Nicholas Tomalin and Ron Hall's The Strange Last Voyage of Donald Crowhurst (Adlard Coles Nautical) is one of my favourite books of all time. Crowhurst was a late and comparatively inexperienced entrant for the 1968 round-the-world yacht race, who hoped that victory would ensure sales of a navigational device he had invented and thus save his flagging fortunes. An inveterate entrepreneur, he staked everything - and lost everything. His yacht was flagging from the start, and at some point he decided to cheat, lying low in the Atlantic while the other yachts completed the circumnavigation, and then rejoining the race so as to finish (perhaps) in second place. He falsified his log and puttered about in the doldrums. However, his conscience and events took their toll. As competitors dropped out, he grasped that his deception would be unmasked. His yacht was found months later, sailing along like the Mary Celeste. There was no sign of Crowhurst save for his increasingly deranged journal: self-exculpatory jottings mixed with mystical revelations. Tomalin - who was killed covering the Yom Kippur War - co-wrote a work of high drama in the best tradition of British reportage. This is at once a detective story, a sea story and a journey into the spiritual heart of darkness. I cannot understand why this masterpiece isn't better regarded.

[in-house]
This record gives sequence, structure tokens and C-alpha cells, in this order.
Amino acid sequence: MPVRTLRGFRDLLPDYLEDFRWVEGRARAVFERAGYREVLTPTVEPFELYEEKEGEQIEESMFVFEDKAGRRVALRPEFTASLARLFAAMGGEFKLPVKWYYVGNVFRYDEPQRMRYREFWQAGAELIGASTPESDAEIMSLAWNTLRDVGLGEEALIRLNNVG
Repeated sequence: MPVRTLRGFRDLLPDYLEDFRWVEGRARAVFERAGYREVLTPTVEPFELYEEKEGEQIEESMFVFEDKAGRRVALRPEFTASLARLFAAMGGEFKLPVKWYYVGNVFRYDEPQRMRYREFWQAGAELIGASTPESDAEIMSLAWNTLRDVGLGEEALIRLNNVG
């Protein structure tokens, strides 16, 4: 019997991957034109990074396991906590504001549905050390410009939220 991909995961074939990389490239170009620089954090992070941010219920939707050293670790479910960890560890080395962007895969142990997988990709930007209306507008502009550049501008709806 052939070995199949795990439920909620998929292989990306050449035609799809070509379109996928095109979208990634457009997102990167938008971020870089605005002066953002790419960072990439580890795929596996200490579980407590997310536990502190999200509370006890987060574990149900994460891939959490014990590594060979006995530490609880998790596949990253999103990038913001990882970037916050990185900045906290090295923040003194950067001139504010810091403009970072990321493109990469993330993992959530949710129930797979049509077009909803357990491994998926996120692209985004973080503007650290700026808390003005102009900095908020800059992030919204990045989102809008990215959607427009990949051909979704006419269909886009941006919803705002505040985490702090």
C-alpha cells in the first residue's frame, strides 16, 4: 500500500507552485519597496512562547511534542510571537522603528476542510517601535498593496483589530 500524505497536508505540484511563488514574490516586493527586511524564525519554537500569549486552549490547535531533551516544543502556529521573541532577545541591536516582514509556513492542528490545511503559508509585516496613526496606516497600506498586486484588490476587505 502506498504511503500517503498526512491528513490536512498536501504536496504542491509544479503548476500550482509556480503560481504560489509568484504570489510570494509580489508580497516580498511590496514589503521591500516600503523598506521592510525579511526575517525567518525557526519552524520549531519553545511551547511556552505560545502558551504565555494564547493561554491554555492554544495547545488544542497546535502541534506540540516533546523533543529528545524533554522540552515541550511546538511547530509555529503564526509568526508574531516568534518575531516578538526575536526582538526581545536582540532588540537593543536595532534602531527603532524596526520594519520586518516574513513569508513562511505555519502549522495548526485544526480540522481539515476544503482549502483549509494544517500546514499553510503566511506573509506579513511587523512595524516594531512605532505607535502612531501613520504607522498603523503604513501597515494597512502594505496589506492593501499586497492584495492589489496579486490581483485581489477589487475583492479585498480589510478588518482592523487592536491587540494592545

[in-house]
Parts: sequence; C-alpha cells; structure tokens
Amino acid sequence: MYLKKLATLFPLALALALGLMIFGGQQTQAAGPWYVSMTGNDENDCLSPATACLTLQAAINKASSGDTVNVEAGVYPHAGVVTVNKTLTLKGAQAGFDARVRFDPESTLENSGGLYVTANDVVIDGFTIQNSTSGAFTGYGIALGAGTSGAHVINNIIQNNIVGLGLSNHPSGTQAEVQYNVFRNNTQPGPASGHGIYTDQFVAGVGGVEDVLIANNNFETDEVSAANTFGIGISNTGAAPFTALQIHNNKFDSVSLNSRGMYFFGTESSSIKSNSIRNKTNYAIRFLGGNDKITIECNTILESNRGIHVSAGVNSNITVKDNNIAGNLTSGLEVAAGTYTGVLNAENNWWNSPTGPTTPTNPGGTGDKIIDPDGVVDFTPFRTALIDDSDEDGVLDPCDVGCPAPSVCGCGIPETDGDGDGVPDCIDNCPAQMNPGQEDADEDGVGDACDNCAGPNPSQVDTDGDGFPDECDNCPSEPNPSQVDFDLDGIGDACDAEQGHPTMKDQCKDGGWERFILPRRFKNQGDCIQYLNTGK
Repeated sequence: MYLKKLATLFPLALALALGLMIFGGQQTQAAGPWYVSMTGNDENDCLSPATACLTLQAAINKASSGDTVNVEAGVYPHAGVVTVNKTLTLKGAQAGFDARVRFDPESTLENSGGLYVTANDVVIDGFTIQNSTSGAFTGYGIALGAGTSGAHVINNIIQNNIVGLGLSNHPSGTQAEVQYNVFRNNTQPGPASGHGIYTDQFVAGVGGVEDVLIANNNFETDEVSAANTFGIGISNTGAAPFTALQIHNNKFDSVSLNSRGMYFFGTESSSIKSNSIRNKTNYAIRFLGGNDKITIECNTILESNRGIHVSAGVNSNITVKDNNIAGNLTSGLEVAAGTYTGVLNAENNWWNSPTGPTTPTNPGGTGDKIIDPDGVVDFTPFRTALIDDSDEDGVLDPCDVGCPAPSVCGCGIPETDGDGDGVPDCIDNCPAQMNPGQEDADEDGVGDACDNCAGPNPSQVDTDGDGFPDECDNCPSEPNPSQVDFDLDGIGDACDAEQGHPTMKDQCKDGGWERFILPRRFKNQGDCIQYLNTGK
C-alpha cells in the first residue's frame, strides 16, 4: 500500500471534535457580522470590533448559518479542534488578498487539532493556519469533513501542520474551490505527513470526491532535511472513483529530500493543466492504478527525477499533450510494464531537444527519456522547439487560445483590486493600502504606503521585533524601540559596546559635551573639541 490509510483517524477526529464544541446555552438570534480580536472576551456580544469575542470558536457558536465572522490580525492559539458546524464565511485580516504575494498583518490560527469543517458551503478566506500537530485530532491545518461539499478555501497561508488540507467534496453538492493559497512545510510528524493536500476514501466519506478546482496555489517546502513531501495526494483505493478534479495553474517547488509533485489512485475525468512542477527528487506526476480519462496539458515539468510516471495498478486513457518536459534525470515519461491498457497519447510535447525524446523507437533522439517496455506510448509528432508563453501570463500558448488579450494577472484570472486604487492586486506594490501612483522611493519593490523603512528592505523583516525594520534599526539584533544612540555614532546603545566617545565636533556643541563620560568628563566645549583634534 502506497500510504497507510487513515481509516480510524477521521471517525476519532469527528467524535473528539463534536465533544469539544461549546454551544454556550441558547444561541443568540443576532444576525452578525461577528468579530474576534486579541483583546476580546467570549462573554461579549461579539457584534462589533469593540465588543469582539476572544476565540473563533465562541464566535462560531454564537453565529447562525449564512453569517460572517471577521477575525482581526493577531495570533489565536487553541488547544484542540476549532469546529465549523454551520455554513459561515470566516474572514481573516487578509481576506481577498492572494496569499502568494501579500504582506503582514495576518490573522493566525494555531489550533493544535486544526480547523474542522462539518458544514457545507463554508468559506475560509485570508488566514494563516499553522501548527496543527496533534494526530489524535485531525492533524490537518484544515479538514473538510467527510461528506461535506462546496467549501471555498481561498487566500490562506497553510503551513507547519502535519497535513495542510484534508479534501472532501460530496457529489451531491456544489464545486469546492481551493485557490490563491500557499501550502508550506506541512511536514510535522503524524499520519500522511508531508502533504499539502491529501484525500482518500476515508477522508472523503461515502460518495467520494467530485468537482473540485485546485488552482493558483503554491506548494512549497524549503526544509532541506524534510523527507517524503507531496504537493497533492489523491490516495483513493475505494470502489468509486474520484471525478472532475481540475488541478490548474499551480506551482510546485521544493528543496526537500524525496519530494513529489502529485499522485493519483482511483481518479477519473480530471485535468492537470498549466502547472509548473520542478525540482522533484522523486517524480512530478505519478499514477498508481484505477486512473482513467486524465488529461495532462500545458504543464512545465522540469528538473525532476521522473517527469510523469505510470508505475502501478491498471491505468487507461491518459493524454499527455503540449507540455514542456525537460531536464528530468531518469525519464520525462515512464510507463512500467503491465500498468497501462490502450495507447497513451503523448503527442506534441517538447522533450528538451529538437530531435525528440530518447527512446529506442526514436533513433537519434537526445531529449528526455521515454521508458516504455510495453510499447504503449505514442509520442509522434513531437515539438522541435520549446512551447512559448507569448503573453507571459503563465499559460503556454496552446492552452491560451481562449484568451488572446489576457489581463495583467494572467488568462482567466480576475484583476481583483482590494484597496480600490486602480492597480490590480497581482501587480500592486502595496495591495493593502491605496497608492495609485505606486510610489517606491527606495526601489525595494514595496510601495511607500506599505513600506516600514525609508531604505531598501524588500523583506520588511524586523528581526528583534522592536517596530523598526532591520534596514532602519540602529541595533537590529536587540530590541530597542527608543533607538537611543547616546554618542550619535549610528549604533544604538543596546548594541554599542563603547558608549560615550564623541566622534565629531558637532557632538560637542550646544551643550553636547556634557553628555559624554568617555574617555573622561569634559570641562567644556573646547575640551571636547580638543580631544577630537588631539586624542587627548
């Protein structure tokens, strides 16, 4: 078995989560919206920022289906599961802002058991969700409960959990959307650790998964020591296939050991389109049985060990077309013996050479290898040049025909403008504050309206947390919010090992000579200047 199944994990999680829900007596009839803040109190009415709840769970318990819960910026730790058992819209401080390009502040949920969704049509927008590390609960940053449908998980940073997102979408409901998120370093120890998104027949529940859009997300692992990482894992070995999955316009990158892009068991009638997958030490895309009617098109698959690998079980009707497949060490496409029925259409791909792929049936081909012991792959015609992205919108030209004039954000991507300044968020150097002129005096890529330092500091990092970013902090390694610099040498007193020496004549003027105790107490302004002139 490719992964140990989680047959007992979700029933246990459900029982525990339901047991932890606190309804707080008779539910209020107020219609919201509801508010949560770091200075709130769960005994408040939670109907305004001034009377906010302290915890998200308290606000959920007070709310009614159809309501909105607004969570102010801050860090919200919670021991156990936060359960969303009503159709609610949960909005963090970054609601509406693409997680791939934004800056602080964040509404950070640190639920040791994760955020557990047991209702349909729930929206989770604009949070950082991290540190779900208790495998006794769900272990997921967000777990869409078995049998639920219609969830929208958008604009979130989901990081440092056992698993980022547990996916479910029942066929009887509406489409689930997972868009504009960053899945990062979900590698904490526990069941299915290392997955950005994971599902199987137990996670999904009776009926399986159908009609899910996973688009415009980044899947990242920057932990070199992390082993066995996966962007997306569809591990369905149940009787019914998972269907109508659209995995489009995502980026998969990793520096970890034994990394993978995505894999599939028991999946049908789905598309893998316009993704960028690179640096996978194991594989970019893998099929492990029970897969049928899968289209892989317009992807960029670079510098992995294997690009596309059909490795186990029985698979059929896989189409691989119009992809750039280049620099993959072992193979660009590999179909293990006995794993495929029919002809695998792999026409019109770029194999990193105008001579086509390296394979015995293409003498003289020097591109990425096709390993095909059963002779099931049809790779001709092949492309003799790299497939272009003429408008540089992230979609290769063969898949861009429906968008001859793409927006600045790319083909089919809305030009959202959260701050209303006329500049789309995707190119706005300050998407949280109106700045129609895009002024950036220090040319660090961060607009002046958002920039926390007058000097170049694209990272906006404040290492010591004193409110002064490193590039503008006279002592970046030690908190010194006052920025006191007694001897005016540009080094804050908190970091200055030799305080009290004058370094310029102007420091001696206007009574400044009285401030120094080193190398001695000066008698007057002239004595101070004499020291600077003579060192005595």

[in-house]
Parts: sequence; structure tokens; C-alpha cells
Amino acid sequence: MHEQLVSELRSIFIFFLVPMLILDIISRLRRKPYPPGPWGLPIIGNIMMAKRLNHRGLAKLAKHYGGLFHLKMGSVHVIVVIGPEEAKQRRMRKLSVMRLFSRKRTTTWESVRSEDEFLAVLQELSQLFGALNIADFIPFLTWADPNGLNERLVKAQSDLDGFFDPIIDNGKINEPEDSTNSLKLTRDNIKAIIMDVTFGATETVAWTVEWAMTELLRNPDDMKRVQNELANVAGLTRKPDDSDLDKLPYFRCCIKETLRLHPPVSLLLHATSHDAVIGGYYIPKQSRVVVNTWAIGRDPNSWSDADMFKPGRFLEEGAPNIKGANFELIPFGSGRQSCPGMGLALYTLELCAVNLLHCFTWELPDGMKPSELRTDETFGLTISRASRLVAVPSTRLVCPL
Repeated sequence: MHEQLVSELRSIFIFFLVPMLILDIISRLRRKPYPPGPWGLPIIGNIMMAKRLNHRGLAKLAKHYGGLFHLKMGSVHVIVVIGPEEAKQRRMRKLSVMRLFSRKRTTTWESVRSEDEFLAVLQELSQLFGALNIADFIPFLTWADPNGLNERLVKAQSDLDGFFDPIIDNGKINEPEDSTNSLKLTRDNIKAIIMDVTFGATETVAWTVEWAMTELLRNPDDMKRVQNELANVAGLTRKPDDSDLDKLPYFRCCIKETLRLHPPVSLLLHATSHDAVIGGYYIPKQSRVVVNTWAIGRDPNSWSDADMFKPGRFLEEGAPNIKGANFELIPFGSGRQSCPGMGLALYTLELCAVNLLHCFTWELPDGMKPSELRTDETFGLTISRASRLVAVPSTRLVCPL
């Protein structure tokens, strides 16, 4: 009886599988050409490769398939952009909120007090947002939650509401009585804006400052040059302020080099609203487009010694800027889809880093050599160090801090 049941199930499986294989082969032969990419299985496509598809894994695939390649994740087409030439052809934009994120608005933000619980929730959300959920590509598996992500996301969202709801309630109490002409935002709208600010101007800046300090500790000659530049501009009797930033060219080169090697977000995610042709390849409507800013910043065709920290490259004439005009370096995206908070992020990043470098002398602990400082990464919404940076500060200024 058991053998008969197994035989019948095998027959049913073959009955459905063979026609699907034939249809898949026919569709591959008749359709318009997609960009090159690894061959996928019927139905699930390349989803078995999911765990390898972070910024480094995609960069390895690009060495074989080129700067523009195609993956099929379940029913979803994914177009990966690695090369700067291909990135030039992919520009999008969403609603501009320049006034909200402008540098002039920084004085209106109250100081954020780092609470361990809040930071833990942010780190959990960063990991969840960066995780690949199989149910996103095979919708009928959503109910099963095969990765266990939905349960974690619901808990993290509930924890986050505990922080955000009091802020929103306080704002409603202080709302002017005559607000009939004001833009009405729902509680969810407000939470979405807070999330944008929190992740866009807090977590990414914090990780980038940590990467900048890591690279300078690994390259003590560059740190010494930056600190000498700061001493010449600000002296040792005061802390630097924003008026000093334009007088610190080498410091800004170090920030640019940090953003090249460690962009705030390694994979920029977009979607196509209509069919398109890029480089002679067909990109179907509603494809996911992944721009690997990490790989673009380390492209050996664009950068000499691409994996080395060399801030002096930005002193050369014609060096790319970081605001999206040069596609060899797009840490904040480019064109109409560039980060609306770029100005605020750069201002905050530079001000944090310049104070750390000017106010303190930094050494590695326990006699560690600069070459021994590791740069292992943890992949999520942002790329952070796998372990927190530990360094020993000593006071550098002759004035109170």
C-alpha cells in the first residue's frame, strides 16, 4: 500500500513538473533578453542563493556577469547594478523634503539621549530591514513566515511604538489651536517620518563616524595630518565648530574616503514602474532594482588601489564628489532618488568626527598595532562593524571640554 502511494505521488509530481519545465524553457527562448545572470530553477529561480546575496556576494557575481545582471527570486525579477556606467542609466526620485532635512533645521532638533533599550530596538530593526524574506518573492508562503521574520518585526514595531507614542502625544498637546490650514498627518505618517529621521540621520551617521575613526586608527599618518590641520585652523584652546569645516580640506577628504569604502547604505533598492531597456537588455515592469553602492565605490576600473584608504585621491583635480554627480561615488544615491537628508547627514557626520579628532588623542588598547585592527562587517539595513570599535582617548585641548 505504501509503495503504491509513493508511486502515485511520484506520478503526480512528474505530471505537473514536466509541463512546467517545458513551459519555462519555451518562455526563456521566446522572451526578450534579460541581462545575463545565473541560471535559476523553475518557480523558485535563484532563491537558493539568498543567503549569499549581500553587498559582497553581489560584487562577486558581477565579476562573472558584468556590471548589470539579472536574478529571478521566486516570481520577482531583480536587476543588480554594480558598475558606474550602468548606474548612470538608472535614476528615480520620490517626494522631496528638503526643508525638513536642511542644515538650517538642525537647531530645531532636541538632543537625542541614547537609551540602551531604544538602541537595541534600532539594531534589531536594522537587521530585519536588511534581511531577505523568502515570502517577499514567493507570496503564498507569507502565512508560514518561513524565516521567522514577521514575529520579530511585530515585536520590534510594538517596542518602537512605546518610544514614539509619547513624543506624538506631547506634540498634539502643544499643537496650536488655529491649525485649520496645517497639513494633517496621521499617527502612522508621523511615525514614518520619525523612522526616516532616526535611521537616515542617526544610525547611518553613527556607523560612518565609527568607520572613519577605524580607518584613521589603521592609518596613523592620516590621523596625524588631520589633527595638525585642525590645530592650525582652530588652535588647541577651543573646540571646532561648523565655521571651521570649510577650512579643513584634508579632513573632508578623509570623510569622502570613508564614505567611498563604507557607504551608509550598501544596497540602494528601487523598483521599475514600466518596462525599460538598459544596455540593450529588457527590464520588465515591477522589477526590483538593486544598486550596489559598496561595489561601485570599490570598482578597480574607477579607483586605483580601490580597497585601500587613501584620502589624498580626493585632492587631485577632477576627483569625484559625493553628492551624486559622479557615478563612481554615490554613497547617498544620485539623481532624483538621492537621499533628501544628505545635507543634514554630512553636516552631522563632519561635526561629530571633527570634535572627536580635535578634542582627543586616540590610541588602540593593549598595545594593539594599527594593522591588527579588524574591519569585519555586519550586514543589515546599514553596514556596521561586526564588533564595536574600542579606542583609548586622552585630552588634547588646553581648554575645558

Will Self's 'Dr Mukti and other tales of woe' is published by BloomsburyReuse content